Forum panelists will include Rik Panganiban, Assistant Director of the Online Leadership Program at Global Kids, Inc., and Dr. Hang Chen, Assistant Professor of Computer Science and Engineering at Johnson C. Smith. Global Kids, Inc. is a MacArthur Foundation-supported non-profit organization that educates and inspires urban youth to become successful students, global citizens and community leaders by engaging them in academically rigorous, socially dynamic, content-rich learning experiences. Dr. Chen’s current work centers on encouraging innovation in gaming and animation. Alafia Clyburn, a Johnson C. Smith senior majoring in Computer Science & Information Systems, will also be a panelist.
After the forum, from noon until 12:30 p.m., the Johnson C. Smith University Digital Orchestra will perform during lunch in the JCSU Student Union under the direction of Dr. Christopher Weise, Assistant Professor of Music and Director of the Music Business Program at Johnson C. Smith. Dr. Weise also will present a summary of his research on digital media and music during this time.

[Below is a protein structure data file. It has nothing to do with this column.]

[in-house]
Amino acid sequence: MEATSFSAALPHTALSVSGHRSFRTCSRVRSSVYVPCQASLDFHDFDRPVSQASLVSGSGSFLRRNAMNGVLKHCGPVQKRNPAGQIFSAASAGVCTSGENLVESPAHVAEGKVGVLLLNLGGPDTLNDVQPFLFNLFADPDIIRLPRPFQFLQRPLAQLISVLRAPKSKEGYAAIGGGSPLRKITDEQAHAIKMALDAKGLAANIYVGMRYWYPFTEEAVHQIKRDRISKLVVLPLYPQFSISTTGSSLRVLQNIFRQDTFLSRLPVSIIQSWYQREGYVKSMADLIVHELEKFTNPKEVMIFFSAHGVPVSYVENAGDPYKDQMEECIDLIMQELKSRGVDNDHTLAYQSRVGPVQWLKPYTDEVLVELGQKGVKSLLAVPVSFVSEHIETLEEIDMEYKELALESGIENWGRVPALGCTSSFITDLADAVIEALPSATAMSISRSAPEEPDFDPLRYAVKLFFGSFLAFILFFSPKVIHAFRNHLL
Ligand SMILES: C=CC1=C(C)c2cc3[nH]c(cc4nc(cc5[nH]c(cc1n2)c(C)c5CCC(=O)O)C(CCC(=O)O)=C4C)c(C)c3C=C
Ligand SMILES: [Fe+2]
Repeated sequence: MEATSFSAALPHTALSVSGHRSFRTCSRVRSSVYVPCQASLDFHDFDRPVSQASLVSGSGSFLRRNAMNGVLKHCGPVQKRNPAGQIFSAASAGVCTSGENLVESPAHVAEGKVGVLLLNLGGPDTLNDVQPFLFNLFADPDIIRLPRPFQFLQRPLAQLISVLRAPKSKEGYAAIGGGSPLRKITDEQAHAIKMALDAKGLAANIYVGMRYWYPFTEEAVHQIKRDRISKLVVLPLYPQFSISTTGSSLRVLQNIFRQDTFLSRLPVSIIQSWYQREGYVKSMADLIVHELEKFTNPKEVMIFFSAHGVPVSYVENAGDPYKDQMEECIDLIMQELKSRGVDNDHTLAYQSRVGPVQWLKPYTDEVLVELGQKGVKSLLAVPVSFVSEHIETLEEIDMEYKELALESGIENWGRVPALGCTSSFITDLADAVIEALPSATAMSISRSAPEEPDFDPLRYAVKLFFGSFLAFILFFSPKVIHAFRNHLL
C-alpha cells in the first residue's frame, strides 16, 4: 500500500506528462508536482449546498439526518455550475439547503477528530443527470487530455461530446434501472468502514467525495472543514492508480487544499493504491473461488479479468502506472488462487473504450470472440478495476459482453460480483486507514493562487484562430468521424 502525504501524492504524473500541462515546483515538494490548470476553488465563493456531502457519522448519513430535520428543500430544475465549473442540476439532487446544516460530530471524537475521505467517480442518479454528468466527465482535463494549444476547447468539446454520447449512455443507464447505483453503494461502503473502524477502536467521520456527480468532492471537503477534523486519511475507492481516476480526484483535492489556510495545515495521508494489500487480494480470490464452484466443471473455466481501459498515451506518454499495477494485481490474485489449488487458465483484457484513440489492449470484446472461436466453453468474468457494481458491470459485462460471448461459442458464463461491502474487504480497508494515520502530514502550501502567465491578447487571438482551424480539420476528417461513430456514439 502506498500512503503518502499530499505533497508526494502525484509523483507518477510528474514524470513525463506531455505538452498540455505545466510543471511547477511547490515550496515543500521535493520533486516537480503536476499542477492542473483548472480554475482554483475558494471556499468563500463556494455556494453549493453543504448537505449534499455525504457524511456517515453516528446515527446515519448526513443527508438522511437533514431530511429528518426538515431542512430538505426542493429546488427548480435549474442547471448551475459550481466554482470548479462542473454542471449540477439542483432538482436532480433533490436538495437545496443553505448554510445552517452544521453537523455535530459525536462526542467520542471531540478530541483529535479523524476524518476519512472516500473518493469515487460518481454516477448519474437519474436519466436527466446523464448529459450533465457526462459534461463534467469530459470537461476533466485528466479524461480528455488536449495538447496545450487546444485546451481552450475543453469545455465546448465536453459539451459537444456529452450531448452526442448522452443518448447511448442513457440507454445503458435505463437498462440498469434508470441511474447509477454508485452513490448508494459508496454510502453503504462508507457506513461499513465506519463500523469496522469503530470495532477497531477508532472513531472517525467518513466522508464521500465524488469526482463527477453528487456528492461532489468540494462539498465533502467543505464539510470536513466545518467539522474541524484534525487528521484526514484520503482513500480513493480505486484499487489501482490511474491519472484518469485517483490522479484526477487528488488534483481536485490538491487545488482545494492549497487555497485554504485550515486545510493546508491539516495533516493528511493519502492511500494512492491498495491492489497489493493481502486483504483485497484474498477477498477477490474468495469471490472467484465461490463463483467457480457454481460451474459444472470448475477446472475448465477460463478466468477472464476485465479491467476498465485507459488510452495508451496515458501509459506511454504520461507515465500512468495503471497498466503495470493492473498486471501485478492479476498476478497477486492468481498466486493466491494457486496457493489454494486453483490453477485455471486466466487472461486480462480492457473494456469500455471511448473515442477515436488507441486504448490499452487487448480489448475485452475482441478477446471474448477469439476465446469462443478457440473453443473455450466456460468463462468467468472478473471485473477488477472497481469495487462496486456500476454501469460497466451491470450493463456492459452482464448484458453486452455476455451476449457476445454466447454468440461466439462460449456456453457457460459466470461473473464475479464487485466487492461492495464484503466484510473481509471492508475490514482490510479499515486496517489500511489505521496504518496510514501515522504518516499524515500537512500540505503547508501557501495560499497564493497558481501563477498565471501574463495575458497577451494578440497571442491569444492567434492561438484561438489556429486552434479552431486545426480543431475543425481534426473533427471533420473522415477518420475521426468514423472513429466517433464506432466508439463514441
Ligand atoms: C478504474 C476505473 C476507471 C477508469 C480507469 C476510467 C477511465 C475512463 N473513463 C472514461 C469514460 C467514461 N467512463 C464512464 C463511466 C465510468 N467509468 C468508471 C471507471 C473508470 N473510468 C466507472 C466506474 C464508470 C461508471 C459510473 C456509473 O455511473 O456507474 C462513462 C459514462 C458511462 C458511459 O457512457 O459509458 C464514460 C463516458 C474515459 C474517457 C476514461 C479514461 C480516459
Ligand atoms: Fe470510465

After lunch, from 12:30 – 2:00 p.m., Johnson C. Smith University and the Women’s Inter-Cultural Exchange will host “Careers in Technology.” Presenters from IBM, Microsoft and Cisco Systems will be featured.
The forum at Johnson C. Smith is expected to attract an audience of nearly 200 people, including college and university students and faculty, public school teachers and administrators, afterschool program directors, and other community stakeholders—including individuals affiliated with technology organizations. To watch a live stream of the forum at Johnson C. Smith on April 8th,go to www.uncf.org.
The UNCF Digital Media and Learning in Multicultural Contexts Public Forum Series marks the beginning of the organization’s participation in the Digital Media and Learning Research Hub, an international center to nurture exploration of and build evidence around the impact of digital media on young people’s learning. The Research Hub, created with support from the MacArthur Foundation, is headquartered at the University of California Irvine and provides an infrastructure for research, communication and collaborative work around core research themes emerging from the MacArthur digital media and learning initiative.
For more information on the UNCF public forum series, contact Dr. Clarissa Myrick-Harris, director of the UNCF Institute for Capacity Building’s Curriculum and Faculty Enhancement Program, at 404-302-8607 ext. 8525 or via email: email@example.com.